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Letter: Climate protection act would cost ratepayers

A recent guest editorial made some bold claims about how New York’s businesses and ratepayers feel about the proposed Climate and Community Protection Act (Another Voice: Energy policies can be pro-business, pro-environment, Nov. 29). On behalf of Unshackle Upstate, a nonpartisan coalition representing thousands of businesses and taxpayers across upstate New York, I write to ask a key question that the authors did not address – what will the CCPA cost energy ratepayers?

The reality is this legislation – which would mandate that all energy in New York State be generated by renewables – would significantly increase the already sky-high energy costs that most businesses and ratepayers face. A 2013 study by researchers at Stanford and Cornell found that achieving 100 percent renewable energy in the state by 2030 would cost more than $380 billion.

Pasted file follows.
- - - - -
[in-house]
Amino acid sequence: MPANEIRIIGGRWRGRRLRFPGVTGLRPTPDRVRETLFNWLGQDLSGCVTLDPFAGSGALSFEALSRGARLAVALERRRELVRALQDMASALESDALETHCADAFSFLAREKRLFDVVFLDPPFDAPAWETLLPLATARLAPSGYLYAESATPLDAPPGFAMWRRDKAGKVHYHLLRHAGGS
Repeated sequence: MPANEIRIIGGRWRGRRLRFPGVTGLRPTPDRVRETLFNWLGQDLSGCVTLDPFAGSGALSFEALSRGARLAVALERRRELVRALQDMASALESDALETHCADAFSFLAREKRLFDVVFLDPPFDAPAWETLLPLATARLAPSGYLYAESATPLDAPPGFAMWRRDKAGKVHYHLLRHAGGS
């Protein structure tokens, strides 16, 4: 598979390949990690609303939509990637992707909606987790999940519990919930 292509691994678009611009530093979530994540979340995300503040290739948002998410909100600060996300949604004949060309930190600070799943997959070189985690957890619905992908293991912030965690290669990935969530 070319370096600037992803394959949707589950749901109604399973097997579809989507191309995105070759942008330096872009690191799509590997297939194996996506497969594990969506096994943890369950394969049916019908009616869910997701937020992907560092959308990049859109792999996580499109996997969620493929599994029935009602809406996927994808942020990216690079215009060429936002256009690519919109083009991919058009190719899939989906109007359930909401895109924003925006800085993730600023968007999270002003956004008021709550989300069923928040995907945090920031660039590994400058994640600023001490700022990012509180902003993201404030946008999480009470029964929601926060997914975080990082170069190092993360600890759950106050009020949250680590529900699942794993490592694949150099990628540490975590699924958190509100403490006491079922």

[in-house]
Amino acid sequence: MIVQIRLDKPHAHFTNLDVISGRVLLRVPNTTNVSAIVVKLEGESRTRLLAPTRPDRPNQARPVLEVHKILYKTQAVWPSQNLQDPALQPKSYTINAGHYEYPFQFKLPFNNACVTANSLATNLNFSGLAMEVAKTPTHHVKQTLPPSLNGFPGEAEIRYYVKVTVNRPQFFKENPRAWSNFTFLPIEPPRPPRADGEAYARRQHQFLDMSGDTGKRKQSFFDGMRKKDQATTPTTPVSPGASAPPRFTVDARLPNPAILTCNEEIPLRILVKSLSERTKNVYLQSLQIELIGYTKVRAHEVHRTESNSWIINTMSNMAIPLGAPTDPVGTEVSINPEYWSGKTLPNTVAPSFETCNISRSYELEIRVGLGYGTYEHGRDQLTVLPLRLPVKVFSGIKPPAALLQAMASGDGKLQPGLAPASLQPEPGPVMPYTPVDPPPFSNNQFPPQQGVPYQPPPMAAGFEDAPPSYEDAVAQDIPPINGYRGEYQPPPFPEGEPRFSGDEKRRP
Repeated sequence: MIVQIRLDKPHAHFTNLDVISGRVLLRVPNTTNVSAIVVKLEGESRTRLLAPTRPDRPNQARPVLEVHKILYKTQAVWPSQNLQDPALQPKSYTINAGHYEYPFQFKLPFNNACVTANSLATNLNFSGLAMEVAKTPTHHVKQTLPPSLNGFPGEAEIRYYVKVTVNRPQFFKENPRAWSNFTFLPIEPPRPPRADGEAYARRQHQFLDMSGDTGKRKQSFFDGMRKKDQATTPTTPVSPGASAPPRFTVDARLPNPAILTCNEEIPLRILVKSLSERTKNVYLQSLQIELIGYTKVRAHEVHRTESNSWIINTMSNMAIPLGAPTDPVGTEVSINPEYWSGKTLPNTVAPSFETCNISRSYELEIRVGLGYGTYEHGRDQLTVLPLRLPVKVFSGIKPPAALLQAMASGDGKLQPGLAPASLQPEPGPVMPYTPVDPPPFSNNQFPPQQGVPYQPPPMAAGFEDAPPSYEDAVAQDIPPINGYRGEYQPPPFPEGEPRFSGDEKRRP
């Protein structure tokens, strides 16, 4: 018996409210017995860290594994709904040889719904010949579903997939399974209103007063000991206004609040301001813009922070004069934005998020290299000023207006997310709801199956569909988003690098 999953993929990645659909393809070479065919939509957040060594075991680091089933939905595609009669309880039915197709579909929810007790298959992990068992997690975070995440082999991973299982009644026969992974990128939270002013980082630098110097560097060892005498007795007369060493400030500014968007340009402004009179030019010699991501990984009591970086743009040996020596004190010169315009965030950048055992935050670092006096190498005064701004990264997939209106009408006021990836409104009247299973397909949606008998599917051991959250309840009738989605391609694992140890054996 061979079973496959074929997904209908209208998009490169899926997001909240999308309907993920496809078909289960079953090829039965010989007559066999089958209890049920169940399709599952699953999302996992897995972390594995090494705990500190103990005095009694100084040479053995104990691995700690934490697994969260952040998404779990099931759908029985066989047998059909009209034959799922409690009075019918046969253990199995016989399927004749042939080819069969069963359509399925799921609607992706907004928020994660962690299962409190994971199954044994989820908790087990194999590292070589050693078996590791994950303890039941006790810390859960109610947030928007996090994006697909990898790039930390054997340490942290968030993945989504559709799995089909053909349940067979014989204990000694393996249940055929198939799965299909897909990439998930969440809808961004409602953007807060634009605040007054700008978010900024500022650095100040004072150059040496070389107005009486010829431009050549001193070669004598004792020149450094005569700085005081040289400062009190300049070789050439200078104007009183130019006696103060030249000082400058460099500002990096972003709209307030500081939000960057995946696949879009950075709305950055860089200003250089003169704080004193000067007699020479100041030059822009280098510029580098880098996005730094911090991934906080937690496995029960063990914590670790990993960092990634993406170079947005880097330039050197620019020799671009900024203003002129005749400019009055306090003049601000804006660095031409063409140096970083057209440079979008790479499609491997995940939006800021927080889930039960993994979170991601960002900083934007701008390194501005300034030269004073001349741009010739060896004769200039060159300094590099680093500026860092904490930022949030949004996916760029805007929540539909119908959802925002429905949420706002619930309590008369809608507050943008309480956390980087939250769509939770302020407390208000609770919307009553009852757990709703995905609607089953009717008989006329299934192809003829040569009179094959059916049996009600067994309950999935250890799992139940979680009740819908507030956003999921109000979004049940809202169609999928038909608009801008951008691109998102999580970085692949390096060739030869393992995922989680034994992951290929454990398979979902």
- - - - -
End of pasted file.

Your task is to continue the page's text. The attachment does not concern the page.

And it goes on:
Upstate New York’s families and businesses simply cannot afford to pay billions more each year in energy costs.

Renewable energy is an important part of our energy portfolio and New York has many programs to help the industry. These efforts, however, should not come at the expense of viable energy sources, like natural gas, which serve businesses and households today, and do not rely on state subsidies for sustainability.

Despite what the authors claim, I have never heard an upstate business or a household ask for higher utility bills. But energy ratepayers need to know that the Climate and Community Protection Act will mean paying more for energy.

Michael Kracker

Executive Director, Unshackle Upstate


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